By now you’ve probably seen the much-debated open letter from former Yelp employee Talia Jane to the company’s CEO, Jeremy Stoppelman. In case you haven’t, here’s a 20-second summary: Talia’s humorous letter details the miseries of living on Yelp’s $8.15/hour wages while giving suggestions for improving employees’ standard of living, such as allowing Yelp employees to receive food from local soup kitchens or granting customers the option of donating money to employees in need.
The letter has since gone viral, prompting Talia’s dismissal from Yelp and a scathing rebuttal from another millennial in New York. Both letters are entertaining and well-worth the read. Feel free to check them out here and here.
The following is my response:
Hey Talia –
I read your open letter and I gotta tell ya – I feel your pain. Now, would I advise calling your CEO out in public? No, but – now that we’re already here – the letter sparked some important conversations on the concept of living wages and the skyrocketing cost of housing in urban cities. These are conversations I hope we continue for a very long time.
That being said, I couldn’t help but notice that the source of your desperation seemed (to me) to be a discrepancy in expectations. So, if you don’t mind, I have a few pieces of advice that might help your situation:
First things first, sis – that American Dream? You know, the one that says you can graduate from college debt-free, get a high-paying job with benefits, and find an affordable place to live in the city while still in your 20s? Yeah, girl – that dream is a lie. Sure, it may have been possible for many of our parents, but – forgive me as I quote Papa Pope and every black parent in America when I tell you – we have to work twice as hard to get half of what they had. This means that $1,245/month single apartment of yours is a luxury and needs to get rid of by any means necessary. Hell, even San Francisco itself is a luxury.
We have to work twice as hard to get half of what they had.
Now, I understand you chose the fog city to be close to your father, but unless Pops is letting you crash at his place rent-free, consider moving to an area where the cost vs. standard of living ratio is much better (Austin, Indianapolis, and Grand Rapids are just a few on the list), or at least find a couple girls off Craigslist who are willing to triple-up and split the cost of rent. Is it unfair? Yes. Does it suck? Hell yes. But, unfortunately, these are the cards we were dealt with and we do what we have to do in order to get by. (In the meantime, my vote is for Bernie.)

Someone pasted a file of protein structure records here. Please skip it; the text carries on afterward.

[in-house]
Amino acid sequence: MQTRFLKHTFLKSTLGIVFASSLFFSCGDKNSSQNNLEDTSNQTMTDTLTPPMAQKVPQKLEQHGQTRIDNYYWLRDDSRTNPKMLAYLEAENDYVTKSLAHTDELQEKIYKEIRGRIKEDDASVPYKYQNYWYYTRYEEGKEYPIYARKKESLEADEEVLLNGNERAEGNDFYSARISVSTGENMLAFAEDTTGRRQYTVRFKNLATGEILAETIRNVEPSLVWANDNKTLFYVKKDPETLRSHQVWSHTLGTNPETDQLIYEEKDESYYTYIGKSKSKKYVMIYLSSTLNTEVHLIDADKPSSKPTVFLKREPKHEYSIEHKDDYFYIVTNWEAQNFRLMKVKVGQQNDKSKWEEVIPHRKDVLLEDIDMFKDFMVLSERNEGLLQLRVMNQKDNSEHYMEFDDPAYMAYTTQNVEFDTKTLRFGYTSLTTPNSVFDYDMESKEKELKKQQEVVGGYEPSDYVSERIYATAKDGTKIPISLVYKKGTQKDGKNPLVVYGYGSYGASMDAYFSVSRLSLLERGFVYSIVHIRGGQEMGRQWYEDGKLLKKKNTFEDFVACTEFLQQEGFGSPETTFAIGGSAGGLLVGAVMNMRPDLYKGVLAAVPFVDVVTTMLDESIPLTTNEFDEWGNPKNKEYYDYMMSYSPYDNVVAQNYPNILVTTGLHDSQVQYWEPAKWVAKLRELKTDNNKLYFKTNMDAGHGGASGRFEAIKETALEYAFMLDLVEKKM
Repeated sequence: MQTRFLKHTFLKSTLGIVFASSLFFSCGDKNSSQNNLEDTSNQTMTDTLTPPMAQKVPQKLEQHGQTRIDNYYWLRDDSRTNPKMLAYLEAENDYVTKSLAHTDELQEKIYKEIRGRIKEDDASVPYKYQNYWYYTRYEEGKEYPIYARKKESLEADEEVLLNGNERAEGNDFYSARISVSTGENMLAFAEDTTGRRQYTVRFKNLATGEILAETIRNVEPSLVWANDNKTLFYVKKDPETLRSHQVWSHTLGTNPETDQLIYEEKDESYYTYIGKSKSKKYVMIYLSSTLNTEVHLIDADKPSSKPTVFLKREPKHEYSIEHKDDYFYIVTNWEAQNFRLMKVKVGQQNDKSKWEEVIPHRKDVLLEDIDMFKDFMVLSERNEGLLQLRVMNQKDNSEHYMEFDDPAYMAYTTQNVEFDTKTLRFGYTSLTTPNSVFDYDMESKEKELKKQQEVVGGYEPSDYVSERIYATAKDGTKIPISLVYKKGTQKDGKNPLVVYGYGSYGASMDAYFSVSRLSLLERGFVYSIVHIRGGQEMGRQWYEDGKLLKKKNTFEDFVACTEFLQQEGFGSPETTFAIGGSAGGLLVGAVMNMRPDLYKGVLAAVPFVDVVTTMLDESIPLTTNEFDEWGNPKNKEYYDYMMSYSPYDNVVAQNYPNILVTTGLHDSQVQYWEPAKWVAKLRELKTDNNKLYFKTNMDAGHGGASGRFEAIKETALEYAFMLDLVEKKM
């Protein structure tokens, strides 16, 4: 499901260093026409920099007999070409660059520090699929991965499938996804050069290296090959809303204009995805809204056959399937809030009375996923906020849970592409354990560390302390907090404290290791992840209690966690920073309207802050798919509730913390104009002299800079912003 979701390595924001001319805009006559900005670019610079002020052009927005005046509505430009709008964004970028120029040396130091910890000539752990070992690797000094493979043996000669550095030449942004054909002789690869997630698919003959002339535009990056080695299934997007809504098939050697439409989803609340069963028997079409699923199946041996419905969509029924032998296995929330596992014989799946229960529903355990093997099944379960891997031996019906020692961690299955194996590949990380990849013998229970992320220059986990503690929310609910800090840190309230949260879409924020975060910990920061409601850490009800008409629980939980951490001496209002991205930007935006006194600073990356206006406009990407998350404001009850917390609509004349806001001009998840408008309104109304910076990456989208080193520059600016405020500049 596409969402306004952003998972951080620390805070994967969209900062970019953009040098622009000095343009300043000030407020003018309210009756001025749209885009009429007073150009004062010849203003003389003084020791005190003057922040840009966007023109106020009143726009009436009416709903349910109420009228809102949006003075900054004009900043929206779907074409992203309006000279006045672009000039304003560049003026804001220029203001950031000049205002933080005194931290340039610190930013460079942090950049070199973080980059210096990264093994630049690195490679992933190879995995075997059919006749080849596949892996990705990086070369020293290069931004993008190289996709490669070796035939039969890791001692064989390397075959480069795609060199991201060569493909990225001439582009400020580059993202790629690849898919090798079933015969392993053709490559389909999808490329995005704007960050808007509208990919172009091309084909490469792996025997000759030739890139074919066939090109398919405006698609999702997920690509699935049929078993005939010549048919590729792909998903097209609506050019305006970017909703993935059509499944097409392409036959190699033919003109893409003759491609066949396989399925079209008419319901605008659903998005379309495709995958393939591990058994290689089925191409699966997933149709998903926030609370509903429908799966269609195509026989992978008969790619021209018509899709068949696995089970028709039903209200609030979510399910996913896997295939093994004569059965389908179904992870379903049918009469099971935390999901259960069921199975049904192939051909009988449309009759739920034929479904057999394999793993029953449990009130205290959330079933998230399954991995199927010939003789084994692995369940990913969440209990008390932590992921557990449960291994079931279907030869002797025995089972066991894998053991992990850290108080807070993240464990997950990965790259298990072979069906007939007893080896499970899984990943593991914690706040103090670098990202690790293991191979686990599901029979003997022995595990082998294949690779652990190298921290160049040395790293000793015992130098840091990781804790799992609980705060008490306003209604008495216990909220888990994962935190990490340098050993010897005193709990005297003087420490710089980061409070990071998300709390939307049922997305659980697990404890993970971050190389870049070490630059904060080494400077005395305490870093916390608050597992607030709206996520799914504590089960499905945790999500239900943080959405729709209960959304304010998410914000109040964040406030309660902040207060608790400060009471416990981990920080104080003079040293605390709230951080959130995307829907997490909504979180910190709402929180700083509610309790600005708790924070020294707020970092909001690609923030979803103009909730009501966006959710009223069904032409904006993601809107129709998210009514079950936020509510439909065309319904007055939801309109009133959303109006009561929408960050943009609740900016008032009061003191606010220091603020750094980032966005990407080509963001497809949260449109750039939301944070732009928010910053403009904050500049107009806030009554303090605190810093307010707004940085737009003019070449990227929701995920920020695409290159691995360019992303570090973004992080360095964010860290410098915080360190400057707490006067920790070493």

Second, do you know why CEOs like Jeremy Stoppelman make millions while exploiting highly-educated workers? Because they can. Employers will only pay what they need to in order to keep you, and not a dime more or less. For every employee who refuses to struggle on meager wages, Mr. Stoppelman knows he can find 100 naïve and bright-eyed college grads who are willing to take her place. Don’t take it personal, girl – it is what it is.
Employers will only pay what they need to in order to keep you, and not a dime more or less.
But, here’s some good news: you don’t have to sacrifice your physical, mental and financial well-being in order to get ahead in your career. Believe it or not, there are jobs out there (yes, even in the Bay Area!) that pay employees a living wage. Sure, you might have to rock an “Office Adminstrator” title for a while instead of “Media Mogul,” but you can use this opportunity to hone your craft and build a portfolio on the side instead of scraping up pennies to buy your next meal.
[By the way, I see your Twitter account has over 12,000 followers now – that’s awesome! Use this platform to continue new conversations, establish your voice, and build a profitable brand.]
Finally, here’s my last piece of advice: never get into the habit of blaming others for your circumstances. Look, sis – I get it. I won’t get into my laundry list of bad situations because this isn’t the Struggle Awards (I’m looking at you, Stefanie), but I know what it’s like to live in an awful situation without a clue as to where your next meal is coming from. I get it. That being said, when you blame others for your circumstances, you rob yourself of the power to create a solution.
When you blame others for your circumstances, you rob yourself of the power to create a solution.
For instance, instead of worrying about how much money your CEO spent on a food app, how about using that same energy to find an apartment in the East Bay, where the cost of living is more affordable? Yeah, you’ll have to share your place with roommates, plus BART & Bus to work, but the amount of money you’ll save will be well-worth your effort.
Look, Talia – I understand you’re hurting and – in comparison to your tech bro neighbors – it may very well feel like you’re teetering along the brink of extreme poverty. But, I invite you to take some time to step outside your situation and look around. With a little bit of perspective, you might realize that the average American lives pretty darn well. (Also: motivational speakers may not be your thing, but Jim Rohn has often helped me see through the fog of misery.)
All being said, I really hope you begin to make better financial decisions, take advantage of the momentum you’ve created, and build something special (but more importantly, profitable) for yourself. In a couple of years, check back in and let us all know how you’re doing.
Wishing you all the best,
A Sympathetic Millennial
(and Oakland native)
P.S. Moving forward, please be more careful when airing your grievances on the Internet. It always finds out and it never forgets.